The group’s AlerToxic Patrol called on silver jewelry shops along Carriedo St. to ask them to abide by a recent government directive banning the sale of cyanide-laced silver cleaning agents as well as those that are not properly registered and labeled.
The government through the Department of Health and the Department of Environment and Natural Resources ordered the said ban due to the rising poisoning cases involving the unintentional and intentional intake of silver cleaners.
The AlerToxic Patrol volunteers provided shop owners and attendants with copies of the Joint DOH-DENR Advisory signed by Secretaries Enrique Ona and Ramon Paje and gave them copies of the EcoWaste Coalition’s “Save Lives” posters.
“We have come here today to ensure that silver cleaner dealers are duly informed about the ban and the punitive action awaiting them if they chose to ignore it,” said Thony Dizon, Coordinator of the EcoWaste Coalition’s Project PROTECT (People Responding and Organizing against Toxic Chemical Threats).
“With the cooperation of the vendors, we can put an end to cyanide poisoning by tightening the supply chain and eliminating toxic silver cleaners altogether,” he said.
“Let us purge the market of toxic silver cleaners for the safety our consumers,” Dizon pleaded.
Such a move, the EcoWaste Coalition said, will advance the goal of the Strategic Approach to International Chemicals Management (SAICM), a global policy and strategy adopted in 2006 by governments, including the Philippines, to protect human health and the ecosystems from the harms caused by exposure to toxic chemical substances.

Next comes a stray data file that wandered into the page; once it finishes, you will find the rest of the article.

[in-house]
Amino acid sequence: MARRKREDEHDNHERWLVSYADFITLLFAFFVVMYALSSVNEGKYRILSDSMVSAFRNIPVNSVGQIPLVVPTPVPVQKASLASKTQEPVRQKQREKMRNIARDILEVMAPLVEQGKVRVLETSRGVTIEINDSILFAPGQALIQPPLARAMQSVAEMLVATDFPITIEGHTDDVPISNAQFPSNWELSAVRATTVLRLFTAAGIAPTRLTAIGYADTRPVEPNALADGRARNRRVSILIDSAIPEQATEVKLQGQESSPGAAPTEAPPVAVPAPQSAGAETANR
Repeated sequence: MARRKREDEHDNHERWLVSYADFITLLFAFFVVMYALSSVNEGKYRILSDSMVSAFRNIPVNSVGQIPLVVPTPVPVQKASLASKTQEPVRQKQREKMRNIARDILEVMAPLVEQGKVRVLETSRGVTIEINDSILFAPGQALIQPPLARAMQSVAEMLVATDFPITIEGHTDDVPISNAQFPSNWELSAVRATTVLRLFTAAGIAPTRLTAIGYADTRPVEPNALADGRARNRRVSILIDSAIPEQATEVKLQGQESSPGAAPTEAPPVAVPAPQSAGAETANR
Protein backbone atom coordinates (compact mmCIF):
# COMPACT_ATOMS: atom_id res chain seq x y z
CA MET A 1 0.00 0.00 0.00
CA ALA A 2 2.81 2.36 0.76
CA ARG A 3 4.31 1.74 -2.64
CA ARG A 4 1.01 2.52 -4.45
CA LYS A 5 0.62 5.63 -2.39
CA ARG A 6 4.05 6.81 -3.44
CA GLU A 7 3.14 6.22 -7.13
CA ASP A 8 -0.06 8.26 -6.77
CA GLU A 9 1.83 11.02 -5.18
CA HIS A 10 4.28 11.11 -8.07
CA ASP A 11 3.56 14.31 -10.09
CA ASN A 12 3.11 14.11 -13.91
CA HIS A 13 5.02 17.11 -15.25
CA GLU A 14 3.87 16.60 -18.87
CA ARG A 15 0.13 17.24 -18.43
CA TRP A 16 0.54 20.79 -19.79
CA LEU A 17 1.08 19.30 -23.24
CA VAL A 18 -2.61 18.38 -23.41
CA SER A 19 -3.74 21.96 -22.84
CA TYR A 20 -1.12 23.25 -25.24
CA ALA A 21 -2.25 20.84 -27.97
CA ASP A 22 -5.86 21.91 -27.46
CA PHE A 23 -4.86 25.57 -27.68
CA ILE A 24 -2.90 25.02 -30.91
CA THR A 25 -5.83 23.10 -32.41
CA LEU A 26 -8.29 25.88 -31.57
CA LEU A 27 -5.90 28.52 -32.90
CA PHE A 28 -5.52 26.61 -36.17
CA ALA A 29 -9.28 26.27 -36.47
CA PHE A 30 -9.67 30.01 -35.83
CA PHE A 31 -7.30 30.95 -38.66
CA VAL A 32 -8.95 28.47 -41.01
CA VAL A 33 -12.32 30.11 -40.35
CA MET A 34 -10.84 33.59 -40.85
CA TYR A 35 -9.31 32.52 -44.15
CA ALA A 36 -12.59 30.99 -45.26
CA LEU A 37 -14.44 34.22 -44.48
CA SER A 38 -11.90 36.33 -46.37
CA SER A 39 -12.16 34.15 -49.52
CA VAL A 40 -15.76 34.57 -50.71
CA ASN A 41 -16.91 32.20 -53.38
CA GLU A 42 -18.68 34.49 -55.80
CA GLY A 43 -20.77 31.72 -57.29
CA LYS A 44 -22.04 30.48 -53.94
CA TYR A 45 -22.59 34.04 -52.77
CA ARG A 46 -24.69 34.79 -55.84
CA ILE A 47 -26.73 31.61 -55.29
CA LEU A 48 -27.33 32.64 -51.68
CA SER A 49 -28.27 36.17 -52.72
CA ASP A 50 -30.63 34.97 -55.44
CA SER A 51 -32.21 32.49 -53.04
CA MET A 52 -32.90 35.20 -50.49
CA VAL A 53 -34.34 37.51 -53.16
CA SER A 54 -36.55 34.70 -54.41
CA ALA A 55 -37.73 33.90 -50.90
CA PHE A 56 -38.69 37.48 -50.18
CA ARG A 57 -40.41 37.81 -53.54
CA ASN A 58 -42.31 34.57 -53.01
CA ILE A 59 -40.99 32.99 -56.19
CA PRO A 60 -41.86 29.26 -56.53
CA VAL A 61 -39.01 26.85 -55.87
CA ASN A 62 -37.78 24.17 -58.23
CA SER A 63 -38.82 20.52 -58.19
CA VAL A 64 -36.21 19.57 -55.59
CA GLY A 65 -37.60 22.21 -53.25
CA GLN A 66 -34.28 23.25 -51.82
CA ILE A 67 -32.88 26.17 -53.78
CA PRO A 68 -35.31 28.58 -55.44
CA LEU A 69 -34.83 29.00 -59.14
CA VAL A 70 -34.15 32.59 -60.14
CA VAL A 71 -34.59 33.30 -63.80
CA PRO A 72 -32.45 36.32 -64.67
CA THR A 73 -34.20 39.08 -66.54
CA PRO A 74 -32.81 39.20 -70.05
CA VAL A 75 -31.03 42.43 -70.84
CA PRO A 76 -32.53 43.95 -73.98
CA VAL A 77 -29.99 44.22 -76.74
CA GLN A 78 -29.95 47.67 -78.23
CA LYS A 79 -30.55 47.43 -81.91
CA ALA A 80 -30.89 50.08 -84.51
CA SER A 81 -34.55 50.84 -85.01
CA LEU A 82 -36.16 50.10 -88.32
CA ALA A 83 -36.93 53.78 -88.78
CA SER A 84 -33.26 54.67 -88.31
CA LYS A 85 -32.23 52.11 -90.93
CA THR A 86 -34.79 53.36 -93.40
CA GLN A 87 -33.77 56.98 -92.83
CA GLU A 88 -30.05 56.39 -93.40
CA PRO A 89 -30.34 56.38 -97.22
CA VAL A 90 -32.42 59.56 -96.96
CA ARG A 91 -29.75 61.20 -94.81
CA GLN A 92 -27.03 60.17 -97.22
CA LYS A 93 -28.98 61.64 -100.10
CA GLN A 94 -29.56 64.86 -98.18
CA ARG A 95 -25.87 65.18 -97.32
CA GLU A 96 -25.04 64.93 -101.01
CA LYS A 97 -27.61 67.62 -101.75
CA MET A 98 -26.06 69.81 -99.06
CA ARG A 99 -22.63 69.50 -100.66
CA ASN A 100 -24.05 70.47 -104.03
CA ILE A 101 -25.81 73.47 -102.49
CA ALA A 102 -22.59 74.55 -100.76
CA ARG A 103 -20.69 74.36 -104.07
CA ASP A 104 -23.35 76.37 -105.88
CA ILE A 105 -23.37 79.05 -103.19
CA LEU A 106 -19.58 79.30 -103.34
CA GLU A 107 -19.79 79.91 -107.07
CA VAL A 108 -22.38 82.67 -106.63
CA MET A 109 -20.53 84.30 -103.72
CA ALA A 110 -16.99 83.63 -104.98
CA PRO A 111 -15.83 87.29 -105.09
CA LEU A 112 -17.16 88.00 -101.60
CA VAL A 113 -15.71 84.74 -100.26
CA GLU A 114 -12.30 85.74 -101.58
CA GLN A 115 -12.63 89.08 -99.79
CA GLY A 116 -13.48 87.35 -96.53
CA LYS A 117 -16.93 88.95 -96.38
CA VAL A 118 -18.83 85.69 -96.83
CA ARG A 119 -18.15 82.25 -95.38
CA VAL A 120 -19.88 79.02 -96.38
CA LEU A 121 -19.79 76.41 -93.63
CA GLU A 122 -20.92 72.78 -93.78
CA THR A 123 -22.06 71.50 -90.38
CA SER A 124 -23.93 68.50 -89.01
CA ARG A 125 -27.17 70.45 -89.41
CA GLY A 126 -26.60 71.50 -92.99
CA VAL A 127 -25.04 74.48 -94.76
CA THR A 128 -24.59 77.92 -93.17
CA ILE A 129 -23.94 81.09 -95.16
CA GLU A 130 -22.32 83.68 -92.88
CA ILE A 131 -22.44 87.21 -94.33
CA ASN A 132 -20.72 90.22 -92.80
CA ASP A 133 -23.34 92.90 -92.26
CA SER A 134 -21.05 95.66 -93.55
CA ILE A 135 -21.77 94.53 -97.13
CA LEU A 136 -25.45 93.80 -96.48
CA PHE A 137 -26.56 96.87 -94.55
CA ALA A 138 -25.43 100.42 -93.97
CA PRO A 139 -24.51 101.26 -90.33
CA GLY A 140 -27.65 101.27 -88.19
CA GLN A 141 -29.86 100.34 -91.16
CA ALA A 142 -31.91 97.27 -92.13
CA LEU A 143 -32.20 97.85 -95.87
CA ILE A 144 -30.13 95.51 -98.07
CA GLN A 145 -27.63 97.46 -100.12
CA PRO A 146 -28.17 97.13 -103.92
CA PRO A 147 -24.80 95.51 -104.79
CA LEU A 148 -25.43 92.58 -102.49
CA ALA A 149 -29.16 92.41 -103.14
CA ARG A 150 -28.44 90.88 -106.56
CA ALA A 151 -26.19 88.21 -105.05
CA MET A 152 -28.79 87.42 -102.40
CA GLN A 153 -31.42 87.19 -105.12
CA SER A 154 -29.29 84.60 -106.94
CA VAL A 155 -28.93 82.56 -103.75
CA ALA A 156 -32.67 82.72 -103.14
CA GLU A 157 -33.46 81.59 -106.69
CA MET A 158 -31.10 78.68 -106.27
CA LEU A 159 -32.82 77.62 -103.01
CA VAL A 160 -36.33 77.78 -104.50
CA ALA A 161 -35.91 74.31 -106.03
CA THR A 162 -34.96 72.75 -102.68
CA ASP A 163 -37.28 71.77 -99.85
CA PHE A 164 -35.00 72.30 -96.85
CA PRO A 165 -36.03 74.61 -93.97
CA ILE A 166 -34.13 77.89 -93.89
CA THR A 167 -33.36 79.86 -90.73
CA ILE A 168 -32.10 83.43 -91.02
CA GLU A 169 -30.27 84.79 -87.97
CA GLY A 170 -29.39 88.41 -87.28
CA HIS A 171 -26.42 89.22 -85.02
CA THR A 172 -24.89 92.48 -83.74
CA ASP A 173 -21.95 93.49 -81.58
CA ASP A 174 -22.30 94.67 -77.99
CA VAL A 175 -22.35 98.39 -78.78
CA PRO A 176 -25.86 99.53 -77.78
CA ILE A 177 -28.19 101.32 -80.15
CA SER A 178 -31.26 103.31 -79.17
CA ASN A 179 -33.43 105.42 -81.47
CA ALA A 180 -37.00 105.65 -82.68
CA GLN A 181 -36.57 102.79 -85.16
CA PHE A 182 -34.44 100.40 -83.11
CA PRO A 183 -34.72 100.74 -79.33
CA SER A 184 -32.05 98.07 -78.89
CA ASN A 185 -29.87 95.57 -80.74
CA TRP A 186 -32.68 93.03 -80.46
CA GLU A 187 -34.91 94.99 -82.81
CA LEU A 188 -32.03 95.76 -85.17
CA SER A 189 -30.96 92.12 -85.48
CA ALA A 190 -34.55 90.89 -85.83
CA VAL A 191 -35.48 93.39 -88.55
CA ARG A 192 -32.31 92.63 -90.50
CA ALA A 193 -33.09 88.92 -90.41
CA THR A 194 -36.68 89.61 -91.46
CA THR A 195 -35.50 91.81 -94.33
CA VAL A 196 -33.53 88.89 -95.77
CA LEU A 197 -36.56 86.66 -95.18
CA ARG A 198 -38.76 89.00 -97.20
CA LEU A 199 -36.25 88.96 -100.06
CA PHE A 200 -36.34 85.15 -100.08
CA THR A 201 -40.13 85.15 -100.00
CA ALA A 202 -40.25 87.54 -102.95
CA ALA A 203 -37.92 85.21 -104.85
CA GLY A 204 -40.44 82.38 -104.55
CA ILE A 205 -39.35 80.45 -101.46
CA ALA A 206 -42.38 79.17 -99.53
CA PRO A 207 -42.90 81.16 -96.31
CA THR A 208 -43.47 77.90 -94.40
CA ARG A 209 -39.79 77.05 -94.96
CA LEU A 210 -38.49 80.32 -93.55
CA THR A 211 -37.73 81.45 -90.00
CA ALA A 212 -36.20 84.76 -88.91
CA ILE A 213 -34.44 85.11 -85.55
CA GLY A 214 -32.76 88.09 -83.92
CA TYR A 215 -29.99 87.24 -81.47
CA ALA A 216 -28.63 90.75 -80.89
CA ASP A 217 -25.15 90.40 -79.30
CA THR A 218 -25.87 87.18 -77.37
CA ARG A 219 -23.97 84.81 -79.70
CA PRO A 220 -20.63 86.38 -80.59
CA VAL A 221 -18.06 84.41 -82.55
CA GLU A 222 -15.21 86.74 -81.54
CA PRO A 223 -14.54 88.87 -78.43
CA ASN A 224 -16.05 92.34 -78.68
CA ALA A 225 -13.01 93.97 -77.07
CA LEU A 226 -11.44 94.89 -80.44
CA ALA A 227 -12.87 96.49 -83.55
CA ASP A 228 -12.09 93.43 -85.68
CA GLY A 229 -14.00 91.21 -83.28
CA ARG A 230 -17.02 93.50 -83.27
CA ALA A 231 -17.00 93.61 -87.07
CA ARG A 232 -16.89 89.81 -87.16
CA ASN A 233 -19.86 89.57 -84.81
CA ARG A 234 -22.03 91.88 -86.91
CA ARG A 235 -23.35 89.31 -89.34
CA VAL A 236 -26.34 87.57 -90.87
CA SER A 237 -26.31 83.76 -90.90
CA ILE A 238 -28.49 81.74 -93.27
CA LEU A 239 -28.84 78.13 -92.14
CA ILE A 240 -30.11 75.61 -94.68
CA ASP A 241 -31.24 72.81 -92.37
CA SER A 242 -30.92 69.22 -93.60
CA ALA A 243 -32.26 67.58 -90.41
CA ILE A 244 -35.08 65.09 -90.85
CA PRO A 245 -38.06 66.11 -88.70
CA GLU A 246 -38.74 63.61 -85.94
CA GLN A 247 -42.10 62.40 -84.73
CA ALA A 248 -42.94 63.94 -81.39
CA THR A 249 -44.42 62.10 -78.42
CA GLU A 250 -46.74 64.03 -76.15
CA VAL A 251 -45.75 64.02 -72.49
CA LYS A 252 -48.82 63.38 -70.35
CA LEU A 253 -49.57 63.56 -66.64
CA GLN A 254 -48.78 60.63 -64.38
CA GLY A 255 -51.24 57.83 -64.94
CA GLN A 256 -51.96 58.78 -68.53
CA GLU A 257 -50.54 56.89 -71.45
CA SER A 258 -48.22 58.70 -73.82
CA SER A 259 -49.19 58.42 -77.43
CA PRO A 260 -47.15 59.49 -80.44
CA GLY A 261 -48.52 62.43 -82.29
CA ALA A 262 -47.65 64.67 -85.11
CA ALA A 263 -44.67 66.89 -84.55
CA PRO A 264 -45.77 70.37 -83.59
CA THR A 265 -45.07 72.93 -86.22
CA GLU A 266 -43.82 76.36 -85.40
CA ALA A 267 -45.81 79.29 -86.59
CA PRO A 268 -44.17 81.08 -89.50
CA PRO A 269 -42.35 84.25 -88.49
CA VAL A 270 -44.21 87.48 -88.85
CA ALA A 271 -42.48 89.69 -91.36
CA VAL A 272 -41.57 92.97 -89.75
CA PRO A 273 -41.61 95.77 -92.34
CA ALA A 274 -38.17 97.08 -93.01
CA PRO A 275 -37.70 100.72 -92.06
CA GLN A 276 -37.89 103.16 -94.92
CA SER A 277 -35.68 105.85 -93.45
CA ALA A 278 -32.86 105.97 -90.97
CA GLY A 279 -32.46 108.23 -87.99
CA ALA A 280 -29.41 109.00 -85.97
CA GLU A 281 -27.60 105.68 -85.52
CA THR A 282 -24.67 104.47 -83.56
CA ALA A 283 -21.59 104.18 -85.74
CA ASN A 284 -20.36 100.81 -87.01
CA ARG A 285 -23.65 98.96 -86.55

The Joint DOH-DENR Advisory branded silver cleaners as “threat to health and safety.”
“Laboratory analysis of samples of silver cleaners show elevated levels of cyanide clearly posing imminent danger or even death to humans, particularly when accidentally or deliberately ingested,” the Joint Advisory said.
“All commercial establishments such as jewelry shops and other retail outlets and ambulant vendors are strongly warned against selling and/or dispensing unregistered and unlabeled silver cleaners,” the Joint Advisory said.
Violators will be penalized in accordance with DOH Administrative Order 312 on “Household Hazardous Substances” and DENR Administrative Order 97-39 on the “Chemical Control Order for Cyanide and Cyanide Compounds.”
The Joint Advisory also enjoined the public to call the Food and Drug Administration at telephone number 8078275 for any information that may lead to the arrest of importers, manufacturers, distributors and sellers of banned silver cleaners.
Since the improper disposal of cyanide-laced silver cleaners can endanger aquatic life, the DOH and the DENR advised individuals and entities to surrender unregistered and unlabeled silver cleaning agents in their possession to the nearest office of the DENR-EMB or the DOH-FDA or their corresponding regional offices.
Citing information given by the UP National Poison Management and Control Center (UPNPMCC), the EcoWaste Coalition said that 11 Filipinos (three from adult age group and eight from pediatric age group) died in 2009 out of the 235 cases of silver cleaner poisoning handled or referred to the Center.
UPNPMCC data also showed that 11 more people (6 adults and 5 children) have died from January to September 2010 due to silver cleaner poisoning.
The PGH-based Center also reported a dramatic increase in the non-accidental intake of silver cleaners, which rose from 7% in 2005 to 86% in 2009.
From July to September 2010, 57 of the 68 in-patient admissions and telephone referrals managed by the UPNPMCC were due to non-accidental ingestion of silver cleaners, or 84% of the cases handled.
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